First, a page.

The axion solution to the strong CP problem also provides a natural dark matter candidate. If the Peccei-Quinn symmetry has ever been restored after inflation, topological defects of the axion field would have formed and produced relic axions, whose abundance is in principle calculable. We study the contribution to the abundance produced by string defects during the so-called scaling regime. Clear evidence of scaling violations is found, the most conservative extrapolation of which strongly suggests a large number of axions from strings.
We revisit the physics of neutrino magnetic moments, focusing in particular on the case where the right-handed, or sterile, neutrinos are heavier (up to several MeV) than the left-handed Standard Model neutrinos. The discussion is centered around the idea of detecting an upscattering event mediated by a transition magnetic moment in a neutrino or dark matter experiment.
In the first part of the talk I will present how to compute anomalous dimensions of EFT operators using on-shell scattering amplitudes. The method is used to compute some two loop transitions, which are important to provide a complete characterisation of the dynamics affecting some low energy precision experiments. In the second part, I show how unitarity, analycity and locality impose stringent non-trivial constraints to the space of possible EFTs, invisible at the Lagrangian level by only considering the symmetries of the IR theory.
Neutrinos in Cosmology after Planck: What are their masses, properties, and relationship with the Hubble tension?
Neutrinos are a key (although implicit) ingredient of the standard cosmological model, LambdaCDM. Firstly, neutrinos directly participate in neutron freeze out during BBN, and secondly, they represent 40% of the energy density of the Universe after electron positron annihilation up to almost matter radiation equality. The latter fact makes neutrinos a necessary element to understand CMB observations.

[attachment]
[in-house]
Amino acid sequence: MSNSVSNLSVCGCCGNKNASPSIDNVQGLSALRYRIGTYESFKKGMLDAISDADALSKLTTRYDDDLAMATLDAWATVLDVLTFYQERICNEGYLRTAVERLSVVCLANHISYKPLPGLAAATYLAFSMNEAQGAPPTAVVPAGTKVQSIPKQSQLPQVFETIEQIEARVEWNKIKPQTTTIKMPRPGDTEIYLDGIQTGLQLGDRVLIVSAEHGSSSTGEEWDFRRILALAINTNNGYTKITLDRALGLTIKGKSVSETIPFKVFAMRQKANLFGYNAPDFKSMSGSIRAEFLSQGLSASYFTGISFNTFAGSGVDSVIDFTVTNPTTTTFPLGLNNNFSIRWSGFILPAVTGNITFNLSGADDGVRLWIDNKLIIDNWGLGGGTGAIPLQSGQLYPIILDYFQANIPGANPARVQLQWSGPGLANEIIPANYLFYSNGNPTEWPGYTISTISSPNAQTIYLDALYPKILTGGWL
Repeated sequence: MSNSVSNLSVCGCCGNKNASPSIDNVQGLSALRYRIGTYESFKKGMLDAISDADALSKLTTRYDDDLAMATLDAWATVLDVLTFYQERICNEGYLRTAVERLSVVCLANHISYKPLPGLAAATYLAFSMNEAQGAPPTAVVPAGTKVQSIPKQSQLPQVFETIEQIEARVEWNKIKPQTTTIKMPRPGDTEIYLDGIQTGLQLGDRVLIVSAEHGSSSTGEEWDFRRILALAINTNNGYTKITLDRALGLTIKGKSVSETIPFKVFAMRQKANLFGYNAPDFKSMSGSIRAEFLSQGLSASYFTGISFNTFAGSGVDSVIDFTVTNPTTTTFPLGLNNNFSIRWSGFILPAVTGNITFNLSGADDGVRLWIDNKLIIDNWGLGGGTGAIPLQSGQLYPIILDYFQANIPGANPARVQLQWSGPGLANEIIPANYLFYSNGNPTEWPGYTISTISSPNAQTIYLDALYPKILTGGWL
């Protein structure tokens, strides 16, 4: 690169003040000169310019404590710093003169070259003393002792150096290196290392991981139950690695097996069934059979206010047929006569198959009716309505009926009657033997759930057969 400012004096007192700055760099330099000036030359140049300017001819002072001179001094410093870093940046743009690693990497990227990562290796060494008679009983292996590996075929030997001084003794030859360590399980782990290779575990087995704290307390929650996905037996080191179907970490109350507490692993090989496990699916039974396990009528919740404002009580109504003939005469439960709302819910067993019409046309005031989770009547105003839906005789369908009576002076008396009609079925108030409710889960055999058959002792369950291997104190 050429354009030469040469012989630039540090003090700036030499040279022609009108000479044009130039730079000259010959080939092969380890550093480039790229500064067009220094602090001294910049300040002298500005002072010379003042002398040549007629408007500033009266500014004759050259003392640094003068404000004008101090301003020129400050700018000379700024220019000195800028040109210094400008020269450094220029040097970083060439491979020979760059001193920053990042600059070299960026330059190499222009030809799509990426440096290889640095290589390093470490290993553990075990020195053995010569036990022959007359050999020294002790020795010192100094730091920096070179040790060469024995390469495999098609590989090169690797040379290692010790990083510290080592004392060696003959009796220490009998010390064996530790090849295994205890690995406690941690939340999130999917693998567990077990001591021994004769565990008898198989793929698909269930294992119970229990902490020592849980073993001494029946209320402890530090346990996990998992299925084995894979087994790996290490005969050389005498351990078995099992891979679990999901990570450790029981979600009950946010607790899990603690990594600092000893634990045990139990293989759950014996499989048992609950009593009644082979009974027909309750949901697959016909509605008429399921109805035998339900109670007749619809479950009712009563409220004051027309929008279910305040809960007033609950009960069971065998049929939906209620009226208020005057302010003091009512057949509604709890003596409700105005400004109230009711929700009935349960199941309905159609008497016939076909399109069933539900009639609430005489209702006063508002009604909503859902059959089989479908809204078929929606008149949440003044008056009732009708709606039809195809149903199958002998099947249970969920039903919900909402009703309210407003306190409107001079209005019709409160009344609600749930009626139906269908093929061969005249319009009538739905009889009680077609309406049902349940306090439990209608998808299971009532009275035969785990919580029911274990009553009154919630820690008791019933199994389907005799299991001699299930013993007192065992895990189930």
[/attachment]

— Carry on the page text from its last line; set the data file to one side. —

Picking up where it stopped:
Light dark photons are subject to various plasma effects, such as Debye screening and resonant oscillations, which can lead to a more complex cosmological evolution than is experienced by conventional cold dark matter candidates. Maintaining a consistent history of dark photon dark matter requires ensuring that the super-thermal abundance present in the early Universe (i) does not deviate significantly after the formation of the CMB, and (ii) does not excessively leak into the Standard Model plasma after BBN.
In this talk I will discuss ongoing efforts at UChicago to explore matter made of light. I will begin with a broad introduction to the challenges associated with making matter from photons, focusing specifically on (1) how to trap photons and imbue them with synthetic mass and charge; (2) how to induce photons to collide with one another; and (3) how to drive photons to order, by cooling or otherwise.
Historically, new particles and forces in the Standard Model have most often revealed themselves at high-energy particle colliders. Certain phenomena beyond the Standard Model, however, are best studied by using carefully designed low-energy precision measurements, or via their imprints on astrophysical and cosmological observables. In this talk, I will provide a concise overview of some of the new experiments and searches devised to look for new physics beyond the Standard Model.